Timberwolves Summer League: 3 checklist items to track versus Utah Jazz

Mandatory Credit: Rob Gray-USA TODAY Sports
Mandatory Credit: Rob Gray-USA TODAY Sports /
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Minnesota TImberwolves NBA Summer League Timberwolves News Josh Minott
Mandatory Credit: Aaron E. Martinez-USA TODAY NETWORK /

Key II: How well do the Timberwolves handle their biggest 2022-23 season challenges?

The Minnesota Timberwolves struggled with rebounding, perimeter shooting, perimeter defense, and passing the basketball. And so, you have to consider just how well this Minnesota Timberwolves roster for the 2023 NBA Summer League competition is able to perform in those areas.

While the Timberwolves have only competed in one game so far, how did they do in rebounding? In perimeter shooting? In perimeter defense?  Well, one data point is awfully difficult to draw any conclusions from, but the Timberwolves’ first game was a mixed bag.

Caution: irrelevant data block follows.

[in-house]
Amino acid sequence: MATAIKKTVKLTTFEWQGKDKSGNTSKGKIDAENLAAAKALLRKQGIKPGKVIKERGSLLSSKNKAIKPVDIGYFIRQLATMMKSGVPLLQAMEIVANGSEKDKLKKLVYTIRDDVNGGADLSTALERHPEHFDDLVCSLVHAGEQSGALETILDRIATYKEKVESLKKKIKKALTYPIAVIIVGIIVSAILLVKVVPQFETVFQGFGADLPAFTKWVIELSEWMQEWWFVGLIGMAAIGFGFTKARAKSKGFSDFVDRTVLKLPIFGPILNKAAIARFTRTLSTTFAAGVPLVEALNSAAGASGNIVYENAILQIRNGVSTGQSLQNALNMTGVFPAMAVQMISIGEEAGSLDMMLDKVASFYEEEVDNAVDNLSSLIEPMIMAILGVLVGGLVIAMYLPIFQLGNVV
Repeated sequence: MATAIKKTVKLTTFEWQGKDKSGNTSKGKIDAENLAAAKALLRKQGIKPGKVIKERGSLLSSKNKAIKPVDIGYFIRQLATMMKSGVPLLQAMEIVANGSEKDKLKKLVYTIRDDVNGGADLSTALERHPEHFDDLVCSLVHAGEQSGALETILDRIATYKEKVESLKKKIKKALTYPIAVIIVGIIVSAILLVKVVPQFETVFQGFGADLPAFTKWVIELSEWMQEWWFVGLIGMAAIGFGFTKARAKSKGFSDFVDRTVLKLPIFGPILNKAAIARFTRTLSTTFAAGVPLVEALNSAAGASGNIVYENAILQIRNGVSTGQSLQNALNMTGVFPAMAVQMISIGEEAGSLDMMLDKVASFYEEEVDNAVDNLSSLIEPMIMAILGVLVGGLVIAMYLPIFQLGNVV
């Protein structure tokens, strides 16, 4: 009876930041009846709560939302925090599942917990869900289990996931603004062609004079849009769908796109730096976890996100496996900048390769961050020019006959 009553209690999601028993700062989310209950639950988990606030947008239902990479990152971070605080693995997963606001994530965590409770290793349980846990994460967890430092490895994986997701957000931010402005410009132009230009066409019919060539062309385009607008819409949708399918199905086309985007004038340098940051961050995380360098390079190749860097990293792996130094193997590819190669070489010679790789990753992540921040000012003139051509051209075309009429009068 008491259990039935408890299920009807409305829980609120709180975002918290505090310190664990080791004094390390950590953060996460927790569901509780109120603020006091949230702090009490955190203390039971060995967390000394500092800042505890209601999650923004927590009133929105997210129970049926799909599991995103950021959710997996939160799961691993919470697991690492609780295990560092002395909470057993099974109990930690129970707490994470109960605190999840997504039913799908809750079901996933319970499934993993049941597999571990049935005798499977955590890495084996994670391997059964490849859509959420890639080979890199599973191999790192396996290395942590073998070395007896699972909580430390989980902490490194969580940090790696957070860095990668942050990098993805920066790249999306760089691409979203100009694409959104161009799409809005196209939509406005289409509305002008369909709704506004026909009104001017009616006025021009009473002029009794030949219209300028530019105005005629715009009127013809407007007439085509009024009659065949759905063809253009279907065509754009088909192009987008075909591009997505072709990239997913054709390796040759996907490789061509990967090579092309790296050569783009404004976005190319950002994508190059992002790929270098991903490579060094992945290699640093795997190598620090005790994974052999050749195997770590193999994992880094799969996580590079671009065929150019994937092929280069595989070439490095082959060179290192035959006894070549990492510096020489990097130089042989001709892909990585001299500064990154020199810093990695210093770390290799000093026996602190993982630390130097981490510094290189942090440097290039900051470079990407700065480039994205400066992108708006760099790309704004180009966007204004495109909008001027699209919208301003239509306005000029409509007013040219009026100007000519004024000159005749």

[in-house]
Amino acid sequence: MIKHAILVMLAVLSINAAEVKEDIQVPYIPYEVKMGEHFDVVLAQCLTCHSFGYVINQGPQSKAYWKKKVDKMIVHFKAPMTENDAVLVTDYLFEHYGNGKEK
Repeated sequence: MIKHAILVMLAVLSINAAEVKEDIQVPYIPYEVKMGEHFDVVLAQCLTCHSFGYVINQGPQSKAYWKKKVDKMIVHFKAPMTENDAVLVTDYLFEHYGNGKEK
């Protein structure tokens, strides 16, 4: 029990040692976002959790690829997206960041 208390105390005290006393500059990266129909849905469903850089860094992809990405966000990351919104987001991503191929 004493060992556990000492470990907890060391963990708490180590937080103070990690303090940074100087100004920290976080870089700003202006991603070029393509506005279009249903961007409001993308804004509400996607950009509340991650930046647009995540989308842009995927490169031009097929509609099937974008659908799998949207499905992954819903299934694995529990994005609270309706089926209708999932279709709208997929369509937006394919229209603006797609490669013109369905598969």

Wolves banging boards

In terms of rebounding, the Timberwolves played it close to their opponent, the New Orleans Pelicans, pulling in 35 rebounds to the Pelicans’ 37 rebounds. But the Timberwolves were incredibly active on the offensive boards, a statistic in which the Timberwolves were considerably weak last season.

So how were the Timberwolves at perimeter shooting? Wendell Moore Jr. tried like hell to sink those three-pointers but was only able to hit on three of 12 shots from beyond the arc. That coincided with the entire team’s struggles, scoring on just seven of 28 treys in the game.

Thankfully, their opponents were no better from long range. The Pelicans scored an identical seven of 28 shots from long range. Because we cannot track how effectively either team shot from beyond the arc in other games, we cannot distinguish whether it was all just bad shooting or great defense. We should have a better understanding after the Timberwolves second summer league game.